There has been a lot of talk about signs this week, so I thought I would flag what I believe to be an unfortunate set of signs that have been appearing around the Eastern Market construction. Photo above. Some neighbors have taken it upon themselves to create metal no parking signs in an attempt to scare workers from using street parking. Segments of my note to Charles Allen are below, including more detail. To Councilmember Allen’s credit, he reached out and asked that I connect with him on this, and I’m hopeful he will agree that this type of coordinated messaging has no place on our public streets and needs to stop.
The irony is that many of these signs are being strapped to street sign posts within line of sight of MLK quote signs that have been appearing in front yards throughout the neighborhood this week.
And an update since last week: while I appreciated Councilmember Allen’s initial response (publicly on twitter, of course) my attempts to connect with him privately have been met with radio silence.”
Dear Councilmember Allen:
“As background, these non-governmental metal signs have appeared in a several block radius around the Hine project, apparently placed by residents who believe they are authorized to credential and otherwise limit access to public street parking spaces. It is clearly a coordinated effort among a group of Hill residents, as the signs are identical and widespread.
[N]either I nor anyone else on Capitol Hill has a legitimate claim to a public parking space, so it is important to acknowledge that these signs are not an attempt to address a legitimate parking issue. In fact, if these signs are to have any impact on parking, it is to simply push workers to park further away from the job site – still on the Hill of course – meaning these residents are alleviating their personal concerns not only at the expense of these workers, but also at the expense of their neighbors on the Hill. It is the epitome of selfishness and entitlement at best. ….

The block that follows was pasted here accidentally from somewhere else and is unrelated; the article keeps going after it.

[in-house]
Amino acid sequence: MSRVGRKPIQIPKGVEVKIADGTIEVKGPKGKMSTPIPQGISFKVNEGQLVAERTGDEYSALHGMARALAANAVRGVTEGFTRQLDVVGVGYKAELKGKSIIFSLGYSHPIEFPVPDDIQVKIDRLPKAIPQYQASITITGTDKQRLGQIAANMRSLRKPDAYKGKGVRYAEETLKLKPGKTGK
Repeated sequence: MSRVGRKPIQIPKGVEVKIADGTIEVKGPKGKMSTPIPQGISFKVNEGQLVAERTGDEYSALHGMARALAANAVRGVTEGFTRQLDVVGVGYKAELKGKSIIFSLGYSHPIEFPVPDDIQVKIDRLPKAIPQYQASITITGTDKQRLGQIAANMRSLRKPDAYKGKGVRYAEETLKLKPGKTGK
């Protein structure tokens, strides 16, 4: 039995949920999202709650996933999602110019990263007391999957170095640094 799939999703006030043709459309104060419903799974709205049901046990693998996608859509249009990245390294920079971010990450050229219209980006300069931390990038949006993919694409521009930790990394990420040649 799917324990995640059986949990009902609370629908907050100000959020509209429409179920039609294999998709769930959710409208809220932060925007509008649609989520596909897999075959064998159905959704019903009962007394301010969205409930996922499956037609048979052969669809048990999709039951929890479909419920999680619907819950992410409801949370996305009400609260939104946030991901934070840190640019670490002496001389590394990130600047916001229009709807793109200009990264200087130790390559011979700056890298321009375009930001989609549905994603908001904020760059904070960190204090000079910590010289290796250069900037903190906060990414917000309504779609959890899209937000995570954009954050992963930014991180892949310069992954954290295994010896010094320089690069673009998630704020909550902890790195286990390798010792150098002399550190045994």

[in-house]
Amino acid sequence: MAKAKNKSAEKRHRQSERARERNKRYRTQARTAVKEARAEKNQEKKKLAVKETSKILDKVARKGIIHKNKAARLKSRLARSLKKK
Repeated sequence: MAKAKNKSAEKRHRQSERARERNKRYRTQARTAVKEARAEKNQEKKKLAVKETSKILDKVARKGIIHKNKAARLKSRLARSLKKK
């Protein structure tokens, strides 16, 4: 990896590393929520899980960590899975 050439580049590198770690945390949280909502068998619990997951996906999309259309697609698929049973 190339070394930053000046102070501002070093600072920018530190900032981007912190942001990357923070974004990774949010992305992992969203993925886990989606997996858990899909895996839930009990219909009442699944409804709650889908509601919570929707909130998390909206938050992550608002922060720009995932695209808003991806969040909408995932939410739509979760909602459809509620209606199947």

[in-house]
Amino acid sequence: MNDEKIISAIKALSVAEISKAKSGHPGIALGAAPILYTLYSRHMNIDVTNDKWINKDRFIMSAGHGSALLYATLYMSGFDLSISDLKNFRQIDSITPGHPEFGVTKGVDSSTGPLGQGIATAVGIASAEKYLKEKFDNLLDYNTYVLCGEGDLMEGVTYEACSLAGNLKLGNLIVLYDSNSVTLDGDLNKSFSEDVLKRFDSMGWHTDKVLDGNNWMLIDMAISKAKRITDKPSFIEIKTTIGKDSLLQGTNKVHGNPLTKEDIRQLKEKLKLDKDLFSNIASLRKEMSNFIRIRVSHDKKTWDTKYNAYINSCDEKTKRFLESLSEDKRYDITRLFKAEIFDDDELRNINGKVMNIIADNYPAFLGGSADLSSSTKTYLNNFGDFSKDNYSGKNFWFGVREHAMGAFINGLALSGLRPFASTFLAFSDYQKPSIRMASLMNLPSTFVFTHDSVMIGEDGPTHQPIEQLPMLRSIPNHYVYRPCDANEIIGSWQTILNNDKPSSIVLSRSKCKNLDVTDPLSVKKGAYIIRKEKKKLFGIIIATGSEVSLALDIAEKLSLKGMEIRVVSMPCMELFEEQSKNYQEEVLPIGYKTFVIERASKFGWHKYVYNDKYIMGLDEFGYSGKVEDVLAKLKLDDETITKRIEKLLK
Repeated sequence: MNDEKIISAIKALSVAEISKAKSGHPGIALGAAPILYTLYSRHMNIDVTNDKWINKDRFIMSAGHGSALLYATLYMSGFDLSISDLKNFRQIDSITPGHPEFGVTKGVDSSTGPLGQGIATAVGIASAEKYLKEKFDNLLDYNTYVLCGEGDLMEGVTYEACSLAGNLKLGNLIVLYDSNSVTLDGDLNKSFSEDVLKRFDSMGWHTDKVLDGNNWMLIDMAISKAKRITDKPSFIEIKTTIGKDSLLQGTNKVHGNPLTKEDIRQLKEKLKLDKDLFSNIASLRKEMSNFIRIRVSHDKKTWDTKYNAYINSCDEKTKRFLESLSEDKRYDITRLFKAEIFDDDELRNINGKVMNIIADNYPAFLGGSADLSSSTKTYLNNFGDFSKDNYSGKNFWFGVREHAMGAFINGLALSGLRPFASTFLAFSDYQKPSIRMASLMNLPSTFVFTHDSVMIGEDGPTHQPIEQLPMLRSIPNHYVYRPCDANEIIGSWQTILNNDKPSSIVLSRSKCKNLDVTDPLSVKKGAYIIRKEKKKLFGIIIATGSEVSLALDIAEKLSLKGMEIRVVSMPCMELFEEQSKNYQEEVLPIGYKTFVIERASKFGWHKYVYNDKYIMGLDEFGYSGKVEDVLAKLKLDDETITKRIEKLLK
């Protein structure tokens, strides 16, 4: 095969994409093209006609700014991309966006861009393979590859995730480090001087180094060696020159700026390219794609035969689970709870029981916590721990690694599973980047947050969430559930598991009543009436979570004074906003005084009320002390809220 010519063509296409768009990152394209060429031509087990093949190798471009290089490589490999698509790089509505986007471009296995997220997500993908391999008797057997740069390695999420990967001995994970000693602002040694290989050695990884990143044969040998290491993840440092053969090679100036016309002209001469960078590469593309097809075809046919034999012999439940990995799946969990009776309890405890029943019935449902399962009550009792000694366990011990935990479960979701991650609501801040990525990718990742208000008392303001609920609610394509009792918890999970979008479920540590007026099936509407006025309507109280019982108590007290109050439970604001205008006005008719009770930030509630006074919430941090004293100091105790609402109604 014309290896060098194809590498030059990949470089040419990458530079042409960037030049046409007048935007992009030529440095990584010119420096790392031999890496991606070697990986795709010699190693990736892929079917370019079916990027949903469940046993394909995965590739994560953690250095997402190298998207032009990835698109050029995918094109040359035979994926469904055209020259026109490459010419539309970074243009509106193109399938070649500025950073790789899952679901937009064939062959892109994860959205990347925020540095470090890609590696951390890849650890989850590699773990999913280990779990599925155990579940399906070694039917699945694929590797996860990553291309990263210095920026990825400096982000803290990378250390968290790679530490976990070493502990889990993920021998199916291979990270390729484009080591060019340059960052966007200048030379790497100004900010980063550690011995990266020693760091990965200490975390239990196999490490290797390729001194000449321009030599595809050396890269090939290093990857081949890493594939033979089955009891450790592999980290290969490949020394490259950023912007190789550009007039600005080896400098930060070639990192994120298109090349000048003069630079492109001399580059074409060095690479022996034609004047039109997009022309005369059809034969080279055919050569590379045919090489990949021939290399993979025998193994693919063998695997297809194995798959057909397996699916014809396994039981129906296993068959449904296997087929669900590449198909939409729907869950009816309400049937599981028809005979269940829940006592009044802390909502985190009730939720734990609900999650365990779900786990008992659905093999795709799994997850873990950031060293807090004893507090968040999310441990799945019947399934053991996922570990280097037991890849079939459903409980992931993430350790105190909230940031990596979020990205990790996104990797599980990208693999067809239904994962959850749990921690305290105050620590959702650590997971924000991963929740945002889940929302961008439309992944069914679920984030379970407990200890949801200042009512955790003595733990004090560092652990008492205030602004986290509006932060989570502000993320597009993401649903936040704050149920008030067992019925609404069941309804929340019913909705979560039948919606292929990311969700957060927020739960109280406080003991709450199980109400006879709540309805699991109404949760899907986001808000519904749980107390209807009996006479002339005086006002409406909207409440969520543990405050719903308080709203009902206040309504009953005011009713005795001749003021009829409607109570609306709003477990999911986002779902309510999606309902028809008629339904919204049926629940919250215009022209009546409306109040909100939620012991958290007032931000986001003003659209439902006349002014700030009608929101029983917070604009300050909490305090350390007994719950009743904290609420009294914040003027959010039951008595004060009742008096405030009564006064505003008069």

The real problem with these signs, if we are being honest, is the overarching message they are sending. It is important for us to be mindful that these workers have as much right to these parking spaces as we do, so long as they are not in violation of government-posted parking guidelines. I do not wish to make assumptions about the true intent of the group of Hill residents who chose to have these signs made – undoubtedly at great expense since they are metal, and colorful – but when I see signs posted in our neighborhood, by our neighbors, that clearly target minority construction workers and attempt to expressly limit their access to public space, I think racism. These signs are being posted by our neighbors to keep “others” out of our space while preserving it for themselves. At risk of hyperbole, these signs may as well say “white homeowners only” because that is the result they seek to achieve.
We have obviously had many non-resident workers parking in our neighborhood for years, as many who work at the dozens of businesses on 8th Street undoubtedly commute to work by car. It is an unfortunate indictment on the latent underbelly of our neighborhood that neighbors only chose to care about this act when those workers became decidedly non-white and non-English speaking. …
If those on the Hill wish to reserve parking for themselves, they are welcome to purchase property with accompanying private parking. Otherwise, they have absolutely no right as private citizens to determine who may use public street parking. Now more than ever it is important for our message as Hill residents to be one of inclusion, regardless of race, income, or job status. I think we can agree that these signs do exactly the opposite.”